permanent relief


Diagnosing a Sinus Infection

Sinus infectionWhen you have acute sinusitis, otherwise known as a sinus infection, it’s pretty easy to recognize the symptoms. This is especially true if you have chronic sinusitis, which can happen a number of times a year.  In order to be diagnosed with chronic sinusitis, you must have at least two of the following symptoms:

  • Drainage of a thick, yellow or greenish discharge from the nose or down the back of the throat
  • Nasal obstruction or congestion, causing difficulty breathing through your nose
  • Pain, tenderness and swelling around your eyes, cheeks, nose or forehead
  • Reduced sense of smell and taste

In addition, you may also be experiencing:

  • Ear pain
  • Sore throat
  • Cough
  • Aching in the jaw and teeth
  • Fatigue
  • Nausea

No matter if this is your first or your fiftieth sinus infection, it’s always a good idea to get checked out by a doctor just to be sure. Also if you’ve self-diagnosed correctly, you may need medication.

What should you expect when you go to the doctor?

First, your medical staff should take the time to discuss your medical history and specific symptoms. Next, your physician should do a thorough inspection of your sinuses for diagnosis, and may also check your eyes, ears and throat. To help determine the underlying cause, you may also undergo the following tests:

  • Nasal endoscopy, in which a thin, flexible tube with a fiber-optic light is inserted through your nose.
  • Imaging studies, in which a CT Scan or MRI can show details images of your sinuses.
  • Nasal/sinus cultures, though generally unnecessary, which might help pinpoint a bacterial or fungal cause.
  • Allergy tests, recommended if your doctor suspects the condition may be brought on by allergies.

A sinus infection is such a common thing that experts can often diagnose them without extensive testing. However, while the diagnosis is often correct, without testing, the physician could miss the real cause of the symptoms or prescribe a medication that isn’t actually needed. So if you are looking to get it right the first time, schedule an appointment at CT Sinus Center.

When you first come in, our expert team will talk to you about your symptoms and medical history. Next, through our patient-centered philosophy and up-to-date diagnostic tools, we will find the right treatment for your lifestyle. You may even be a candidate for one of our two outpatient procedures, both of which will end your suffering in around an hour:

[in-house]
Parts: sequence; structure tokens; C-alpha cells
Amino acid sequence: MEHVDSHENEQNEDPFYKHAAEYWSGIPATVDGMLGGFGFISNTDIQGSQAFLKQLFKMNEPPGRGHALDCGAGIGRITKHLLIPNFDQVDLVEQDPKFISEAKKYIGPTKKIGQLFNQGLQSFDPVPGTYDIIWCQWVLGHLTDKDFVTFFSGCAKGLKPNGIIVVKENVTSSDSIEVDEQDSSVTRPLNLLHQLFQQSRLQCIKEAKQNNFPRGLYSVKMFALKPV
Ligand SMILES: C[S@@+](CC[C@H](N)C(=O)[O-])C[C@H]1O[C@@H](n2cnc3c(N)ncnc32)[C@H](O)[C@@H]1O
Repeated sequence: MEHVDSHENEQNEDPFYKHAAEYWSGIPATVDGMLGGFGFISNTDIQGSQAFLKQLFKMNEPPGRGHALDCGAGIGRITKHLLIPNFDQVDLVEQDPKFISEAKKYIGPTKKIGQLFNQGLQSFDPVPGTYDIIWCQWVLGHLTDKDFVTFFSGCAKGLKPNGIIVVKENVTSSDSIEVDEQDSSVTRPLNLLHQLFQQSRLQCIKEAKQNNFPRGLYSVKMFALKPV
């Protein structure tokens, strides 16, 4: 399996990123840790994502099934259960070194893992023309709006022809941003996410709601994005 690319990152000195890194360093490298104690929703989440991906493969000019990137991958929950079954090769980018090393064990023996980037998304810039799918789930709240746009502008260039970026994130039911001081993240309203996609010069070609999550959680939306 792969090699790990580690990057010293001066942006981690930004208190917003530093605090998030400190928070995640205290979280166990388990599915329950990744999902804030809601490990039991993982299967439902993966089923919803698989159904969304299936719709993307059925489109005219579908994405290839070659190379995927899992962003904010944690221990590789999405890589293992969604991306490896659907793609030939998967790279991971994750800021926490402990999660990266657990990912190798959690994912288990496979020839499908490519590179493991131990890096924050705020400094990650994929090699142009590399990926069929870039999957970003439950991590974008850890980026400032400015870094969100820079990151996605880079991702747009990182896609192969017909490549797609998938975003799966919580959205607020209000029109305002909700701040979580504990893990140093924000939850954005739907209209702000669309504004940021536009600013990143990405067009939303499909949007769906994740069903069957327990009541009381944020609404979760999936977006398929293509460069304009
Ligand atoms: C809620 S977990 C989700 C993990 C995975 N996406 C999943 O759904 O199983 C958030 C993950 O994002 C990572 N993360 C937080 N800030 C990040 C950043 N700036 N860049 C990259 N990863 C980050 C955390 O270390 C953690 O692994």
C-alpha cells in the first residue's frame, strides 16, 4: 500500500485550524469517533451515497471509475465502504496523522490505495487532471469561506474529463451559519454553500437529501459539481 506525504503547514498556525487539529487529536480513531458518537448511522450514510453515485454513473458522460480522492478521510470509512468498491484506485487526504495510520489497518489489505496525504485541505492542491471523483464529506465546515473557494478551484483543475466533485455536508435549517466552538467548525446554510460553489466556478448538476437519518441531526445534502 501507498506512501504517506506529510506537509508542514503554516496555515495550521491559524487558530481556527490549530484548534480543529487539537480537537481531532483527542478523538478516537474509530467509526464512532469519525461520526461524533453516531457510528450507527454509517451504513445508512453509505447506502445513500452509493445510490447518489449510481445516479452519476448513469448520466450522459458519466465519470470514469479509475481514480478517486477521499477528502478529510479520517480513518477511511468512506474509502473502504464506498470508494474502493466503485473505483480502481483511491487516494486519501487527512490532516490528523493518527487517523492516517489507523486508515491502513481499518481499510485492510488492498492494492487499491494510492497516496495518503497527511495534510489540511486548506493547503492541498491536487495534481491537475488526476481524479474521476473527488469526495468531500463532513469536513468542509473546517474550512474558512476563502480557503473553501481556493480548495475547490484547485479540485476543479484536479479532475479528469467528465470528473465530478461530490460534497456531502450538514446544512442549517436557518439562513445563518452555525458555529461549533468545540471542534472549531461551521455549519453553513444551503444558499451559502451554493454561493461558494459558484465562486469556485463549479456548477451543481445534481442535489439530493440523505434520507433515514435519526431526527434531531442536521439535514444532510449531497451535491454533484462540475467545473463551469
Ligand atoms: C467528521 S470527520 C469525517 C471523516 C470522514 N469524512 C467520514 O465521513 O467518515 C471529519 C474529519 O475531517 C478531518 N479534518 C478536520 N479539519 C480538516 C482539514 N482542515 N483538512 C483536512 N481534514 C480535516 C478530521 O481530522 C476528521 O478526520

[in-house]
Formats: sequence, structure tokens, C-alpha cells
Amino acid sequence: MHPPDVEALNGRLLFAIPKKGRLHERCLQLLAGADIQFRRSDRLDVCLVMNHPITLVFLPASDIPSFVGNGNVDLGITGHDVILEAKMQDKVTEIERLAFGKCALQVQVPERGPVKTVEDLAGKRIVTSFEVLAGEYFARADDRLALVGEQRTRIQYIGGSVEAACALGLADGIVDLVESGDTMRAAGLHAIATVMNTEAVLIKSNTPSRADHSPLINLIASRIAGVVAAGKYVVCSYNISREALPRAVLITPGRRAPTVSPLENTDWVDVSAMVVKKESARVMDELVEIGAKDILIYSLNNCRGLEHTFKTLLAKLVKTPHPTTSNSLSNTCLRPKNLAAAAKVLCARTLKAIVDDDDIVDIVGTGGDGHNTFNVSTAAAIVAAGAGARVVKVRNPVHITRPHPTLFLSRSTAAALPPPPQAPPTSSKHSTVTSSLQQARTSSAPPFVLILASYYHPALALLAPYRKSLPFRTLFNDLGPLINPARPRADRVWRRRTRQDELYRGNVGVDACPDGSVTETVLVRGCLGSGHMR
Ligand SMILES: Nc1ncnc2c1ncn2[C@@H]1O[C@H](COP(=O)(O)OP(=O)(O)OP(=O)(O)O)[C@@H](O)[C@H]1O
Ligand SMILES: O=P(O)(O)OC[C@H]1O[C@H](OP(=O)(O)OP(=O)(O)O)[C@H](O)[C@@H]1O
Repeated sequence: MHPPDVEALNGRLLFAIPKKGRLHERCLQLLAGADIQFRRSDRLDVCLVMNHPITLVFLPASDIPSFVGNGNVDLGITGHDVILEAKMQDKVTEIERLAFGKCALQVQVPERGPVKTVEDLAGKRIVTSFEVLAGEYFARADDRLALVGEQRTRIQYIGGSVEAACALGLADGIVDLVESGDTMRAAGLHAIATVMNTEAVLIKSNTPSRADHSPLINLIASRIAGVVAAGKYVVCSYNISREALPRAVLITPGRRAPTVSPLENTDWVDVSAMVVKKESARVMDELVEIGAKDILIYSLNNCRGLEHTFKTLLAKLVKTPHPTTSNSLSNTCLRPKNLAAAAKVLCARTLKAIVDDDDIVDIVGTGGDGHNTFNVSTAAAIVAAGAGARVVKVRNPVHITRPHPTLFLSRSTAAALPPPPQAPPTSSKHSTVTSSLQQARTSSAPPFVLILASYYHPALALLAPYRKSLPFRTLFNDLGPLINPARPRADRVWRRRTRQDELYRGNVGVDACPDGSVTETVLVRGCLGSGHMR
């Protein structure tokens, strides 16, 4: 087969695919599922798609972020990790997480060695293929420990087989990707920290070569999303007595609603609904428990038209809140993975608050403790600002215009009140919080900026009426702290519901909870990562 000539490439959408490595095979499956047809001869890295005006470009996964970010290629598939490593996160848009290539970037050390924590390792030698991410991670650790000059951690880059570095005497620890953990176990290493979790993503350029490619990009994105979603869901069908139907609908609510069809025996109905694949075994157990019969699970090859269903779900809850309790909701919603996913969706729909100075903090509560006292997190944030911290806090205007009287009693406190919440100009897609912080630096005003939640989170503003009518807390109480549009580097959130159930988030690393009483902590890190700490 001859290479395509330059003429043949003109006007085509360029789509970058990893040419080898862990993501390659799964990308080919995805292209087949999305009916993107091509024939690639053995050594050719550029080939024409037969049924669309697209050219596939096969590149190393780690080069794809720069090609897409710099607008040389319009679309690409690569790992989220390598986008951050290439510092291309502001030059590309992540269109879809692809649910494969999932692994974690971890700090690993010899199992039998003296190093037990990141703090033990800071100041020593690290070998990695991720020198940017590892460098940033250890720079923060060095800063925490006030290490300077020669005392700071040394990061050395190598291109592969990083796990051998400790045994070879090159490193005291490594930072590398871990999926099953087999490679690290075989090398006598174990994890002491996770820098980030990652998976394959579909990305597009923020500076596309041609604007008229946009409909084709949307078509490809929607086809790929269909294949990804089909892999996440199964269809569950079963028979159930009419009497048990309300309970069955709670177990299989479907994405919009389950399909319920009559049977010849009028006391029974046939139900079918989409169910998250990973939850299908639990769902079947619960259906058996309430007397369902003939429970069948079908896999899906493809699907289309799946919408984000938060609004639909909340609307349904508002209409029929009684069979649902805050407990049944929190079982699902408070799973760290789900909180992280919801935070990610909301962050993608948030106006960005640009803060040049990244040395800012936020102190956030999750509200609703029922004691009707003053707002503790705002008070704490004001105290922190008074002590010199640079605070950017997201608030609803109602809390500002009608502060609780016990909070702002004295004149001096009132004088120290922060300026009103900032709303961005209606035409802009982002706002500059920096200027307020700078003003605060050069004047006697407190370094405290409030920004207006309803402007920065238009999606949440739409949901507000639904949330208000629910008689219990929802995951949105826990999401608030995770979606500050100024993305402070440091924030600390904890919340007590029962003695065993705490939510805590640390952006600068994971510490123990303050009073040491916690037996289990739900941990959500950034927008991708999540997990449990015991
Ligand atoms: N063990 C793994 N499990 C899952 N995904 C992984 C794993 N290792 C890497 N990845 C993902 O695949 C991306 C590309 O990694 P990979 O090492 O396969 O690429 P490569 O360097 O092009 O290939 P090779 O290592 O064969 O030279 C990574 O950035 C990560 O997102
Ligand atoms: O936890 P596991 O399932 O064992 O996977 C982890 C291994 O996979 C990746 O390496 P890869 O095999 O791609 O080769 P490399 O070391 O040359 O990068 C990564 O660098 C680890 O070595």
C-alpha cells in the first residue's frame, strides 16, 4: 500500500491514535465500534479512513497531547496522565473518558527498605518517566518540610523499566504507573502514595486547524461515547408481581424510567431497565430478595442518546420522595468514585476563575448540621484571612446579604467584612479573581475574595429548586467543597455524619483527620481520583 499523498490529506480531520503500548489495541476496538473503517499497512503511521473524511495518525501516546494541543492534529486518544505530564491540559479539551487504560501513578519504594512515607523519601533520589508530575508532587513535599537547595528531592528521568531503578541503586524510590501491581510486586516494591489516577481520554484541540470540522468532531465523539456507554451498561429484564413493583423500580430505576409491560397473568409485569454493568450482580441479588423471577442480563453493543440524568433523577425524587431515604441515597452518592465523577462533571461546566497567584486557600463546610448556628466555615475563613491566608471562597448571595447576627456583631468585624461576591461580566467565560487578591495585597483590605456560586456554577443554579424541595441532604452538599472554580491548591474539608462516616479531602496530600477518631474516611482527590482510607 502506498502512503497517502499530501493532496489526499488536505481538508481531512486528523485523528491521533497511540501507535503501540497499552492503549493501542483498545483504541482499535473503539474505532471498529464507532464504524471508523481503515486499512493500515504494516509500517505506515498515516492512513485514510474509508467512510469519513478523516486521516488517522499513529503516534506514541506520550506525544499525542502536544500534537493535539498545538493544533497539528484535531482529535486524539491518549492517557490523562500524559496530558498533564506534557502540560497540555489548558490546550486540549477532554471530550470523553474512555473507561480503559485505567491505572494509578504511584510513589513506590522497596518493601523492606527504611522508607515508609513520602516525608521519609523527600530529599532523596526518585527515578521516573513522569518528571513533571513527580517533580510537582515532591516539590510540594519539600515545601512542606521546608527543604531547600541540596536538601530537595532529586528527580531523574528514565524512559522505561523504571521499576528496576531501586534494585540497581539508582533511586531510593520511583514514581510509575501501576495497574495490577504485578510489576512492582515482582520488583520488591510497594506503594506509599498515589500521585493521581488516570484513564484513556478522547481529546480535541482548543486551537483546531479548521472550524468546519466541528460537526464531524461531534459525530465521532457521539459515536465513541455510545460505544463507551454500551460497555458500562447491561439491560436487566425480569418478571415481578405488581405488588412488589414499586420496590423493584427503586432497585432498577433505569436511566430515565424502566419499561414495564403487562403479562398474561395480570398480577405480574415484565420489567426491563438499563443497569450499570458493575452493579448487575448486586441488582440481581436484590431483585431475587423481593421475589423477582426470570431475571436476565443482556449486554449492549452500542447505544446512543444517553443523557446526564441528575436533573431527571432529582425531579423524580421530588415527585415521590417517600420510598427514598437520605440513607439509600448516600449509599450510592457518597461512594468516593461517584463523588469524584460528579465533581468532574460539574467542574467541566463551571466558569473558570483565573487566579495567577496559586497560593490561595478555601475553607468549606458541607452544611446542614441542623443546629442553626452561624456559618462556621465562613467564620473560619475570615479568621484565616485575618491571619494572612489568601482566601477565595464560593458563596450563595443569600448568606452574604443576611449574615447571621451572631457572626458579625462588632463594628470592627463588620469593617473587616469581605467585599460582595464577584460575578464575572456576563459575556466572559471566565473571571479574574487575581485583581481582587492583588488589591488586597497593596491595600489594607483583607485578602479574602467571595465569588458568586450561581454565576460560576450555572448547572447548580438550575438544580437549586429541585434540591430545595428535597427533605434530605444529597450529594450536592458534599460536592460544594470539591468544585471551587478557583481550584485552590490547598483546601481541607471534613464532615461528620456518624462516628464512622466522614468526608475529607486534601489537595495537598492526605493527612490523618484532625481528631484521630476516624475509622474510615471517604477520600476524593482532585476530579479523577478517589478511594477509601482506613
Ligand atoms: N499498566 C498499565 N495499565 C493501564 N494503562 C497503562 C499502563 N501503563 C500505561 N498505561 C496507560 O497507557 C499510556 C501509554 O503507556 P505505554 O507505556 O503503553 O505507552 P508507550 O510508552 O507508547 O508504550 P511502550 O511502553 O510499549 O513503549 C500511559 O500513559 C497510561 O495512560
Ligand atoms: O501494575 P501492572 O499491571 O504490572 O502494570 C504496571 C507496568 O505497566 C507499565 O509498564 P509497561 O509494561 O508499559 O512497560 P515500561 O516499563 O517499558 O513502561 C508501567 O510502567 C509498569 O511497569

• Balloon Sinus Dilation, which will reshape your nasal passages, promoting draining and natural healing
  • Turbinate Reductions, in which the tissue in the nose that supports the nasal passages is decreased, decreasing the size of the turbinate and quickly increasing airflow

Call 860-BALLOON to schedule an appointment at one of CT Sinus Center’s four conveniently-located offices, and put an end to sinus infections once and for all.

For more information on sinus– and allergy-related conditions and treatments, visit the CT Sinus Center website and blog.


Are You Allergic to Exercise?

ExerciseHave you ever noticed that when you’re working out, especially with cardio activities, your nose starts to run? Or maybe after an exertive workout, you feel congested like you were just hit with a cold. If either of these scenarios sound familiar, then you must be allergic to exercise and now have an excuse to binge watch Netflix instead of going for that jog! No, just kidding. Exercise-induced rhinitis is a real thing, but while it’s inconvenient, it’s harmless.

Although the medical community (and many of us) know that this reaction exists, its exact cause is unknown. However, here are two popular theories:

  • Greater exposure to allergens. Of course if you are exercising outside, you are going to be surrounded by all of the things that usually trigger allergiespollen, grass, mold — and even things that cause nonallergic rhinitis such as cold air and car exhaust. In the same vein, if you are working out at a gym, it’s possible that you are allergic to something there, such as the chemicals they use to clean. It follows then that the harder you work out, the more your breathing deepens and speeds up, causing you to inhale more of the allergens.

  • Dilated blood vessels: The American Academy of Otolaryngology – Head and Neck Surgery (AAO-HNS) explains:

    Normally these blood vessels are in a half-constricted or half-open state. But when a person exercises vigorously, hormone (adrenaline) levels increase. Adrenaline causes constriction of the nasal membranes so that the air passages open up and the person breathes freely.